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Bennett v. Mortgage Electronic Registration Systems, Inc.

Florida Court of Appeals, Third District

September 6, 2017

John M. Bennett and Nancy L. Bennett, Appellants,
v.
Mortgage Electronic Registration Systems, Inc., Home Loan Alliance, LLC f/k/a Leverage Financial, LLC d/b/a LF Loans, Jamal M. Wilson, and GTE Federal Credit Union, Appellees.

         Not final until disposition of timely filed motion for rehearing.

         An Appeal from the Circuit Court for Miami-Dade County Lower Tribunal No. 12-41600, Michael Hanzman, Judge.

          Rex E. Russo, for appellants.

          Scott Jay Feder, P.A. and Scott Jay Feder, for appellees.

          Before SALTER, FERNANDEZ and LUCK, JJ.

          LUCK, J.

         The ancient Greek playwright Sophocles asked in one of his best known dramas, Antigone, "what prowess is it to slay the slain anew?"[1] (Nowadays we would ask, "why beat a dead horse?") Congress must have had Sophocles in mind when it drafted the truth-in-lending act. Section 1640(b) of the act shields creditors from liability if they fix disclosure errors and pay back debtors within sixty days of discovering the error. Why allow a federal cause of action where the clerical error has been timely corrected?

         John and Nancy Bennett sued Mortgage Electronic Registration System, Inc., LF Loans, LF Loan's president, Jamal Wilson, and GTE Federal Credit Union for fraud, declaratory relief, and violating the truth-in-lending act because the defendants failed to disclose at closing that the Bennetts would have to pay for private mortgage insurance as part of the refinance on the couple's home. Because there was no genuine issue of material fact that the defendants fixed the mortgage insurance discrepancy and paid back the Bennetts for the premiums they paid within sixty days of discovering the error, there was no liability under the truth-in-lending act, no damages for fraud, and no present need for declaratory relief. We, therefore, affirm the trial court's summary judgment for the defendants.

         Factual Background and Procedural History

         In April 2012, the Bennetts were looking for assistance to refinance the mortgage on their home. They learned of a government program, the Home Affordable Refinance Program, intended to assist borrowers whose mortgages exceeded the value of their home. The Bennetts completed a loan application with their broker, Advance Mortgage. With the assistance of their broker, on April 17, 2012, they applied for a HARP II loan from LF Loans. The truth-in-lending act disclosure statement attached to the application form estimated a monthly payment of $1, 345.68, which included $237.60 in escrow for taxes, property insurance, and private mortgage insurance. The loan was closed on June 12, 2012 by Stewart Title Company, at which time the Bennetts initialed and signed several documents, including a payment letter and an initial escrow account disclosure statement. At closing, the estimated monthly payment was $1, 237.96 and did not include private mortgage insurance.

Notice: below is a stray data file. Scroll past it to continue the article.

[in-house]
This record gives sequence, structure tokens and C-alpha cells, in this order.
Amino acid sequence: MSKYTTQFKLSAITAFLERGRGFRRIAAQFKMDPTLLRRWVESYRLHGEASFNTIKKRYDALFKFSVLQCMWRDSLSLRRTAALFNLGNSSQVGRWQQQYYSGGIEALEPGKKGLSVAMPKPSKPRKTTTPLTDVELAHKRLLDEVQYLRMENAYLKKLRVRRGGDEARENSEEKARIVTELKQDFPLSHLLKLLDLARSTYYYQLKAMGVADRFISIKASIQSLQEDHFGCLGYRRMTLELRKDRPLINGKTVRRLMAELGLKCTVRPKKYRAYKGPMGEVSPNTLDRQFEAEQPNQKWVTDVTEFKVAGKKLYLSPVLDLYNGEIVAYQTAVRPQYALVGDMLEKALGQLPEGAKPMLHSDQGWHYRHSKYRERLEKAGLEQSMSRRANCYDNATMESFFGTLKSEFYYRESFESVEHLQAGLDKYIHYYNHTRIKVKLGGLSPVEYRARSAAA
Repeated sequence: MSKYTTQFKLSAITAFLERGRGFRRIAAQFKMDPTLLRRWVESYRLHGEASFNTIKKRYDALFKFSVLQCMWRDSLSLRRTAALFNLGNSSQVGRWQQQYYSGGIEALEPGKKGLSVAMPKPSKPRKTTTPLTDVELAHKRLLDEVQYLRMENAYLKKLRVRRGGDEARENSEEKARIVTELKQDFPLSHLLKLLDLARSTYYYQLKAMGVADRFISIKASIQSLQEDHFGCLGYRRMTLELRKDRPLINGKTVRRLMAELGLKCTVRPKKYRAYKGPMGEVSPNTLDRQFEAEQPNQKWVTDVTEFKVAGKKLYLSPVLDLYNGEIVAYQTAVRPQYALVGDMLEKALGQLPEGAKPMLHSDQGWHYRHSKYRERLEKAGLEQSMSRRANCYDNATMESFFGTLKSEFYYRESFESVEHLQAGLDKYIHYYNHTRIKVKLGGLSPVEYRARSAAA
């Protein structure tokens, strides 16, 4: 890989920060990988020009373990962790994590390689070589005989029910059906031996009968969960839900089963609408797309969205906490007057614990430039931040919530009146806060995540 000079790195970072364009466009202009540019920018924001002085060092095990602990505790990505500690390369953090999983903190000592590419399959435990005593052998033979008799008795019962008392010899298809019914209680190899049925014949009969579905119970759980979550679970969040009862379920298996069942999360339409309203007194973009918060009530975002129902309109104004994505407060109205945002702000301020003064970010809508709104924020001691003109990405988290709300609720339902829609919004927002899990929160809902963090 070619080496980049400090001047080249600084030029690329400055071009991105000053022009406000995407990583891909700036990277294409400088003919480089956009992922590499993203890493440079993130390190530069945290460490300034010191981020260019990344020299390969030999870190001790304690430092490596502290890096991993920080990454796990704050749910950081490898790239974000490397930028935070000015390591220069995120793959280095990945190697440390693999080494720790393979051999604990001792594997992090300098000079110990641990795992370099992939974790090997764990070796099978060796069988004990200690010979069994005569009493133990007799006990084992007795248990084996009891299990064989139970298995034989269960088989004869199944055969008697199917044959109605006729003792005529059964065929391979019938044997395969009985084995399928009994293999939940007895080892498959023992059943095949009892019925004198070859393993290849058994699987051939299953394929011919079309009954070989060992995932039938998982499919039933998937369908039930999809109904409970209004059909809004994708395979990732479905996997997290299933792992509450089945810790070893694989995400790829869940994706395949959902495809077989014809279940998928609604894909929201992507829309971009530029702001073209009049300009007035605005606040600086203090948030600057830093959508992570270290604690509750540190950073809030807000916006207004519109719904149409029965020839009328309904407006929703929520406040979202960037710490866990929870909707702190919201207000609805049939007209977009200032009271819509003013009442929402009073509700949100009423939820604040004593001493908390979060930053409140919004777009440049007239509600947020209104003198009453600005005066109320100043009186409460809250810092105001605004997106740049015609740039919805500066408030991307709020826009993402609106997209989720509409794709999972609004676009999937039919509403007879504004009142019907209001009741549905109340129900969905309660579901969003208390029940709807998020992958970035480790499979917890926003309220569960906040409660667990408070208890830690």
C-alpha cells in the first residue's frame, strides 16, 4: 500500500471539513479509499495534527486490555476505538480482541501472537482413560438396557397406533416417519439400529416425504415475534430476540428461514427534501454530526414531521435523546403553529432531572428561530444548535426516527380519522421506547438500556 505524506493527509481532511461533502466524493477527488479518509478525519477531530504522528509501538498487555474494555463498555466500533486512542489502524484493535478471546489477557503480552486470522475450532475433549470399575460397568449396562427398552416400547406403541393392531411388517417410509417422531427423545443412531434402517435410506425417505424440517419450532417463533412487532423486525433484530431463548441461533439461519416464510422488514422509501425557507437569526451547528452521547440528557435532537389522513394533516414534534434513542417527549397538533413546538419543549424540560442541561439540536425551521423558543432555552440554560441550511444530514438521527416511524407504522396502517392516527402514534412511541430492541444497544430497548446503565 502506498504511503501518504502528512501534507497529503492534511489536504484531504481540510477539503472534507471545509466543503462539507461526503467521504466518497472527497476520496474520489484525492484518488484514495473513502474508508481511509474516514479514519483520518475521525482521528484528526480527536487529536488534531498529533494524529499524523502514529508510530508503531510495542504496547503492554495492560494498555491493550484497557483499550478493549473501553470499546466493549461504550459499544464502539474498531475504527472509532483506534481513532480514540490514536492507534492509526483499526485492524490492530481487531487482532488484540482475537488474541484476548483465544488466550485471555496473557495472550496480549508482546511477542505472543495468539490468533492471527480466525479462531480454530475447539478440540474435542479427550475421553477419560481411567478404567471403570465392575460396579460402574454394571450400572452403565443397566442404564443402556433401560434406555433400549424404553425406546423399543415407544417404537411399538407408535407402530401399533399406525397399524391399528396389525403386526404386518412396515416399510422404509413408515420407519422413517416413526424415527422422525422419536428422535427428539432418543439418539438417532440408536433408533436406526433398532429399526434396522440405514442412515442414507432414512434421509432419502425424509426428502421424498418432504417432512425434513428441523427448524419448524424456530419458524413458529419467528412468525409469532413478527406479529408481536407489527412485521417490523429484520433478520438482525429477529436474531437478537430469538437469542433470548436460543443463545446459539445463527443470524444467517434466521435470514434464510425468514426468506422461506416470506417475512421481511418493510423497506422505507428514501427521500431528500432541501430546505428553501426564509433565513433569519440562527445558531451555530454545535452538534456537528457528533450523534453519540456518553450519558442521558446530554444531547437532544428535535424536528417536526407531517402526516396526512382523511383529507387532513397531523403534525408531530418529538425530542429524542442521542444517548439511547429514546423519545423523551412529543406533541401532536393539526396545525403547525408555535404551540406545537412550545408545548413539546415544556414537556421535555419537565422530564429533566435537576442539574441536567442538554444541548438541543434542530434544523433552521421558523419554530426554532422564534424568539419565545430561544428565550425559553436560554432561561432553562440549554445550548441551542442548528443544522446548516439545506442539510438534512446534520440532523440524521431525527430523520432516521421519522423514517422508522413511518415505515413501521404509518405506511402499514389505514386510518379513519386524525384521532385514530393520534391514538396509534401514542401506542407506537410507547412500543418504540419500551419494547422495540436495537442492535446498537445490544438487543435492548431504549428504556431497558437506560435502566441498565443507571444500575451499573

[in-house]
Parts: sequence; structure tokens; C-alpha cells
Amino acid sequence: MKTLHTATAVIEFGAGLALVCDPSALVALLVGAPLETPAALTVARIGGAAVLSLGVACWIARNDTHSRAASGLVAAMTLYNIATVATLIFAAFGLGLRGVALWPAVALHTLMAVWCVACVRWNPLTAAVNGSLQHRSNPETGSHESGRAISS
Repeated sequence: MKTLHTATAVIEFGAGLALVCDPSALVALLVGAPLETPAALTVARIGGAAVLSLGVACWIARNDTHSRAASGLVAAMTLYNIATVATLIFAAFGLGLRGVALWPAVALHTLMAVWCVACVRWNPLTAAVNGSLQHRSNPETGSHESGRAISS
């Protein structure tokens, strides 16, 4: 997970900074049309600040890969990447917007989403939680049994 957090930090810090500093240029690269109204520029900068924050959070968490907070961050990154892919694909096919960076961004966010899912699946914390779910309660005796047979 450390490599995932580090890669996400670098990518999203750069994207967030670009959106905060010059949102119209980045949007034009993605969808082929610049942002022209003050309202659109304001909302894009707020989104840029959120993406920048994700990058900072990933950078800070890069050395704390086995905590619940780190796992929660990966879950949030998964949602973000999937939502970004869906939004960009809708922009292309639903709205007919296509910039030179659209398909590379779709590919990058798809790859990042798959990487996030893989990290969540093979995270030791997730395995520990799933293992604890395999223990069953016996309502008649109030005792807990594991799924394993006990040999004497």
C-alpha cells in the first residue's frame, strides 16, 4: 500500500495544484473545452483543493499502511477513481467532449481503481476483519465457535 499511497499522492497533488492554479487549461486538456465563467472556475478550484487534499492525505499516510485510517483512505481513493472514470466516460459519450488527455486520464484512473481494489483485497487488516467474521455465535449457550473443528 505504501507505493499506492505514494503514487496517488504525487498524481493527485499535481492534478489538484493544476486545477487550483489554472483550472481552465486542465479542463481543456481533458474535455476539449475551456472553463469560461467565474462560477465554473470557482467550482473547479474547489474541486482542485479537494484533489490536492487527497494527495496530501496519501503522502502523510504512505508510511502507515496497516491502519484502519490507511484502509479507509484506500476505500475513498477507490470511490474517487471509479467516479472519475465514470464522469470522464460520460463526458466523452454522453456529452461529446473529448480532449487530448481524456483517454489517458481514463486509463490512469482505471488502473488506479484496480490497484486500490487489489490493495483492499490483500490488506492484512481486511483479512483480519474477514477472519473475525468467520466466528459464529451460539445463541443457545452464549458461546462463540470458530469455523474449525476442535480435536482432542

After closing, the Bennetts' loan was assigned to GTE Federal Credit Union. Prior to the first payment due in August 2012, the Bennetts received a monthly payment statement from GTE. Mr. Bennett noticed that the monthly payment listed on the statement was less than the estimated monthly payment he received at closing. Mr. Bennett called GTE to avoid future issues with the loan. A few days later GTE called back and told Mr. Bennett the correct payment amount; however, this time the amount was greater than the amount he was told at closing. Mr. Bennett asked GTE to send him a copy of the documents he signed agreeing to the higher payment. Within a week he received several documents, including a payment letter and initial escrow account disclosure statement, which the Bennetts contend were forgeries. Unlike the Bennetts' copies of the closing documents, the documents sent to Mr. Bennett by GTE included a $100.92 charge for private mortgage insurance.

         On July 10, 2012, the Bennetts' counsel sent a demand letter to GTE with copies to LF Loans and Stewart Title. The letter informed GTE: of the discrepancy; the Bennetts had no obligation to pay private mortgage insurance on the loan; and the Bennetts would be paying the insurance under protest until GTE corrected its records. The letter also stated:

we demand that this matter be fully rectified within 60 days. Failure to fully rectify this matter within that time will lead to the filing of legal action. In order to fully rectify this matter you must not only correct your Loan Statement and purge all the fraudulent documents in order to avoid a repetition of the fraud through further transfer of the mortgage instruments, but you must also pay compensation for fees and costs suffered by the borrowers, as well as credit back to them the overpayments for the improperly charged PMI.
To date the borrowers attorney's fees paid are $200.00 with an anticipated additional amount of $300.00 to become due. Accordingly, you should issue a payment or credit to the borrowers of $200 and a send a separate check for $300 payable to me . . . .

         On July 16, 2012, LF Loans electronically mailed the Bennetts' counsel the following message:

The issue with the documents being falsified lies at the feet of the title company. We sent out a final package with [private mortgage insurance] on all loan documents. I don't have corroboration from the title company but my thought process is that they mistakenly got the initial documentation signed realized ...

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